Our results showed that ecological intensification is the agricultural system that best faces the environmental impacts of intensive agriculture. However, a big barrier to its implementation is that sustainable agriculture is mainly promoted at the farm scale but not on the landscape scale (Sect. 3.1), although the surrounding context is essential (Steffan-Dewenter, 2003; Thies et al., 2003). This fact may arise because the traditional definition of sustainability (WCED, 1987) has an implicit temporal dimension but lacks a spatial dimension, which is where it is put into practice. Local- and landscape-level ecological processes are involved in agricultural production, and some are scale dependent (Steffan-Dewenter et al., 2002), such as pollination by native species. Therefore, we argue that sustainable agriculture should be linked with an ecosystem approach. That is, changing the lens used for management from an intra-farm view to a landscape view (Grass et al., 2019; Tscharntke et al., 2021). In this regard, optimal landscape design is critical to promoting biodiversity in productive lands at the local scale (Arroyo-Rodríguez et al., 2020).

Promoting ecological intensification systems or sustainable agriculture is not only a technical issue but also needs to be linked with other actors. In this sense, Dokić et al. (2020) argued that policies and the market must take appropriate measures. Nevertheless, what is appropriate is a pending and critical question.

According to the enhancement of ecosystem services, policies should support sustainable agriculture at the landscape level to effectively safeguard the ecological processes involved in agricultural production and promote land management, not just supplying subsidies for individual farmers to change their practices.

Land policies should promote more diverse productive lands that work for biodiversity and people (sensu Kremen & Merenlender, 2018). We also need to promote and secure the conservation of the extant natural habitats, along with restoring disturbed lands that may balance with the current agricultural activity (Grass et al., 2019). Natural habitats are biodiversity reservoirs. While many species can thrive in disturbed habitats and productive lands, they are usually a subset of the species found in natural habitats (Barlow et al., 2007; Peh et al., 2006). Besides species composition, simplified habitats (such as crop fields) impose environmental filters to native species (Castaño-Villa et al., 2019). In this context, land-sharing and land-sparing practices are relevant (Edwards et al., 2014; Kremen, 2015; Phalan et al., 2011). To achieve this, we must reconcile biodiversity conservation and food production (Grau et al., 2013). It is fundamental to build bridges among decision-makers and authorities responsible for conservation and food production to achieve common goals, as usually, they have different goals that are often incompatible. Otherwise, no conservation action will be enough if it is not articulated with proper management of productive lands.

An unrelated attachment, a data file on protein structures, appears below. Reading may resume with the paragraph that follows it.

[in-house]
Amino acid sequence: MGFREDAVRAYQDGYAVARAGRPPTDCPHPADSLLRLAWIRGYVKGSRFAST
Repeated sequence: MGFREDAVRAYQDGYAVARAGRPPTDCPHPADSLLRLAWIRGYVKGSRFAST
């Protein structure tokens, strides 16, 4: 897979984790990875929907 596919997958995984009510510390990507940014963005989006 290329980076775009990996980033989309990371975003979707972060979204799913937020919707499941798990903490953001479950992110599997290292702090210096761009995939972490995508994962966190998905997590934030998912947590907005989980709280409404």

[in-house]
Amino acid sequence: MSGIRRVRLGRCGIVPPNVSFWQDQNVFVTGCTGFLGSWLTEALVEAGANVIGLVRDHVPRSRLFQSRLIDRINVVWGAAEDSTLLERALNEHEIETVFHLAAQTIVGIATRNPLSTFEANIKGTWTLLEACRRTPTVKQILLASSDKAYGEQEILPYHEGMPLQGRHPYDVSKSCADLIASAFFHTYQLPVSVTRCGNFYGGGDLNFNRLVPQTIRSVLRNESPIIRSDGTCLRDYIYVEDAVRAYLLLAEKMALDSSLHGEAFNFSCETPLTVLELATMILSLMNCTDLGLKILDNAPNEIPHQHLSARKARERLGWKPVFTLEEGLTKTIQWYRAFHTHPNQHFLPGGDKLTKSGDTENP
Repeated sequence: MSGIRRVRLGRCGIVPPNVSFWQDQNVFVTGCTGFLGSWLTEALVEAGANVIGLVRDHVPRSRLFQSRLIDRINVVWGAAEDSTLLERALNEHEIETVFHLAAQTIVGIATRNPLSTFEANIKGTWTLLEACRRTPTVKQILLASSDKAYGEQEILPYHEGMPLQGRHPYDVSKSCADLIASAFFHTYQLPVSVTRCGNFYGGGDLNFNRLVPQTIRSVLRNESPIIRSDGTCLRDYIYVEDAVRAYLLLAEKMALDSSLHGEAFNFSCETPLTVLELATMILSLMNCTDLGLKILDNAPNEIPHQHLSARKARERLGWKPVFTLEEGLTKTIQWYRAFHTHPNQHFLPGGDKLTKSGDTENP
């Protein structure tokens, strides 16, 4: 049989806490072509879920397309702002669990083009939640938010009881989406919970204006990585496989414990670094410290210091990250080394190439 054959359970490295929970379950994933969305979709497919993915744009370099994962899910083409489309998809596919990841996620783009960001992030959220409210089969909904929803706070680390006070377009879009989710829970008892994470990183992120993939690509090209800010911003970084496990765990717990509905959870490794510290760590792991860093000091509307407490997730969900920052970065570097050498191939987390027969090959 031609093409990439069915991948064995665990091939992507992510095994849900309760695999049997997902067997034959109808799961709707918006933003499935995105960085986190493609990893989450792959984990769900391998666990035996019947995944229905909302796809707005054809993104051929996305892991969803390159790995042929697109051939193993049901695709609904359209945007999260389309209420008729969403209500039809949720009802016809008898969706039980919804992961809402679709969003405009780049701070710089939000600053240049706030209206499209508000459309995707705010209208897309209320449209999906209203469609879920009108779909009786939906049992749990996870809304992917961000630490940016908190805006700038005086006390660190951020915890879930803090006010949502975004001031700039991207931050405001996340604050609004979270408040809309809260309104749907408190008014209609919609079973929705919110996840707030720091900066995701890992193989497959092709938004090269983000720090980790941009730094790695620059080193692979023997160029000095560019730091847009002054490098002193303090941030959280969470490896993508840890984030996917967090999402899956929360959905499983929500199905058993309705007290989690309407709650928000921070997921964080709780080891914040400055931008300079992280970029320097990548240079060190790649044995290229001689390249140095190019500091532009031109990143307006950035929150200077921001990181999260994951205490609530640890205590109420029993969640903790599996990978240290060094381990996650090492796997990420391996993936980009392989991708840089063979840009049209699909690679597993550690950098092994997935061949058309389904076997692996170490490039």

Regarding the consumers (Sect. 3.2), social awareness of agriculture's environmental impacts is key to supporting the transition to sustainable agriculture. However, many people do not realize that our food system is the greatest threat to biodiversity (WWF, 2018). In this sense, environmental education is crucial as environmental knowledge can overcome several barriers to consuming environmentally friendly products, such as high prices (Díaz-Siefer et al., 2015; Hartmann et al., 2021; Hidalgo-Baz et al., 2017a). Such environmental education could be implemented by government institutions and different stakeholders in the food chain, such as supermarkets, with information in their aisles.

In this essay, we discussed that linking environmental benefits to human health is crucial since consumers' concern about food is more about the impact on health than on the environment. Such a pattern was similar to that of Hoek et al. (2017). Thereby, eco-labeled foodstuff should guarantee food security and show the added value for nutrition or other health benefits (Vigar et al., 2019).